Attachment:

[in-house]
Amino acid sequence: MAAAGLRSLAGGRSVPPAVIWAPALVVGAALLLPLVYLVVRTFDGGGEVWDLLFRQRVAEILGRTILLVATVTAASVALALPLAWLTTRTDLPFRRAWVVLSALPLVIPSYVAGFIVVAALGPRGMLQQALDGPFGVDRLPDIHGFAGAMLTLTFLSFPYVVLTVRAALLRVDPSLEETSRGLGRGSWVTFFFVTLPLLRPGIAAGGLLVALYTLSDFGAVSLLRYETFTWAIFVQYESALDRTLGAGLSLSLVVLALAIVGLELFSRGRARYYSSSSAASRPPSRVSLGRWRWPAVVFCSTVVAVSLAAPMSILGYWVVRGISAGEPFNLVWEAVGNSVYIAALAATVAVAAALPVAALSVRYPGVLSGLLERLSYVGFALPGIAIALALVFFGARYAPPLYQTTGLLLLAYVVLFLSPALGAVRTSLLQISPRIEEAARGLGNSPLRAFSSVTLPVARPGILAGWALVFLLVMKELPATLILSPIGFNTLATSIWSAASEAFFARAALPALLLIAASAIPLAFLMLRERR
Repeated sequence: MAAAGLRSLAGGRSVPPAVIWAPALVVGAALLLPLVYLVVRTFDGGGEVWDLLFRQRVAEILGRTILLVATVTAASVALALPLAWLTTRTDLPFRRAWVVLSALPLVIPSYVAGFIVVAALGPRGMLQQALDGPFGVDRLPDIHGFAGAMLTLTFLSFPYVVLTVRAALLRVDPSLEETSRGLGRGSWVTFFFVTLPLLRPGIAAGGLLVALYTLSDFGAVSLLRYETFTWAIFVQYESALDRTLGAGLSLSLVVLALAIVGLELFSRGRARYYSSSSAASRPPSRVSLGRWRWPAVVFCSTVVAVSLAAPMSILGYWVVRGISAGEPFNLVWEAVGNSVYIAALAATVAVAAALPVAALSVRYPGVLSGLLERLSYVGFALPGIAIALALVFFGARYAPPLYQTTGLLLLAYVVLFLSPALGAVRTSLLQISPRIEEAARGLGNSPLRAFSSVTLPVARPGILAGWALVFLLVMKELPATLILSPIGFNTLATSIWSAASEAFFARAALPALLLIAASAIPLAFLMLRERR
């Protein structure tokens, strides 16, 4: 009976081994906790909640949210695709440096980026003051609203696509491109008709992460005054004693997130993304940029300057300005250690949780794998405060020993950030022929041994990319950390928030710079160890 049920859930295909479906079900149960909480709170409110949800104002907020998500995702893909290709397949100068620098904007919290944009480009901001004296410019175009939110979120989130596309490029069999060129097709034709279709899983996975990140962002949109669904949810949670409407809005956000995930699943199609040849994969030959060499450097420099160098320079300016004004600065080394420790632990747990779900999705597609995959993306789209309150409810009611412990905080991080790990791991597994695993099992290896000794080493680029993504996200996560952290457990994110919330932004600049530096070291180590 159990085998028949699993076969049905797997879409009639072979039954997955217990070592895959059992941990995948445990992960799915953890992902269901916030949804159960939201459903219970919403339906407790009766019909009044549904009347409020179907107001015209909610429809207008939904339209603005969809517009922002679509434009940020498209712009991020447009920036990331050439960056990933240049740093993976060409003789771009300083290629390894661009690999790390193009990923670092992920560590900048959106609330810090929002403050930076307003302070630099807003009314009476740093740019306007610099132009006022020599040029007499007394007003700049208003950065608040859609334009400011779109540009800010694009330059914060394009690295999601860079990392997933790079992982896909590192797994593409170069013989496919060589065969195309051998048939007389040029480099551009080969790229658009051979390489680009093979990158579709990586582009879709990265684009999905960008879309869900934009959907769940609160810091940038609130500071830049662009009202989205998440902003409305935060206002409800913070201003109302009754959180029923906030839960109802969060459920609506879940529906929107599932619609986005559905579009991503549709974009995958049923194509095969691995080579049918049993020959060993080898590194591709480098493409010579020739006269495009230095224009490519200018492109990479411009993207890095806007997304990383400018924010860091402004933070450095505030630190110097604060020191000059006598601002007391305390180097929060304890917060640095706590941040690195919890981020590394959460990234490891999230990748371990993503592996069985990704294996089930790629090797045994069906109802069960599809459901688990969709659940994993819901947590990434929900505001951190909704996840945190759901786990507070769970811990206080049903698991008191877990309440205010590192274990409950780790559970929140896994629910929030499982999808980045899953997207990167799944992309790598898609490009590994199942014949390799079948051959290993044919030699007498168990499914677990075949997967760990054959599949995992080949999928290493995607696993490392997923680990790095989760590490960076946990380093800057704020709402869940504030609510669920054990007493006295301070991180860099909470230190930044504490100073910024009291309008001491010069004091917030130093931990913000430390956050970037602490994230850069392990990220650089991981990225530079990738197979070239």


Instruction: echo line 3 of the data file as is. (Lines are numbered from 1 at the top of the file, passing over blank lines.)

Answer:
Repeated sequence: MAAAGLRSLAGGRSVPPAVIWAPALVVGAALLLPLVYLVVRTFDGGGEVWDLLFRQRVAEILGRTILLVATVTAASVALALPLAWLTTRTDLPFRRAWVVLSALPLVIPSYVAGFIVVAALGPRGMLQQALDGPFGVDRLPDIHGFAGAMLTLTFLSFPYVVLTVRAALLRVDPSLEETSRGLGRGSWVTFFFVTLPLLRPGIAAGGLLVALYTLSDFGAVSLLRYETFTWAIFVQYESALDRTLGAGLSLSLVVLALAIVGLELFSRGRARYYSSSSAASRPPSRVSLGRWRWPAVVFCSTVVAVSLAAPMSILGYWVVRGISAGEPFNLVWEAVGNSVYIAALAATVAVAAALPVAALSVRYPGVLSGLLERLSYVGFALPGIAIALALVFFGARYAPPLYQTTGLLLLAYVVLFLSPALGAVRTSLLQISPRIEEAARGLGNSPLRAFSSVTLPVARPGILAGWALVFLLVMKELPATLILSPIGFNTLATSIWSAASEAFFARAALPALLLIAASAIPLAFLMLRERR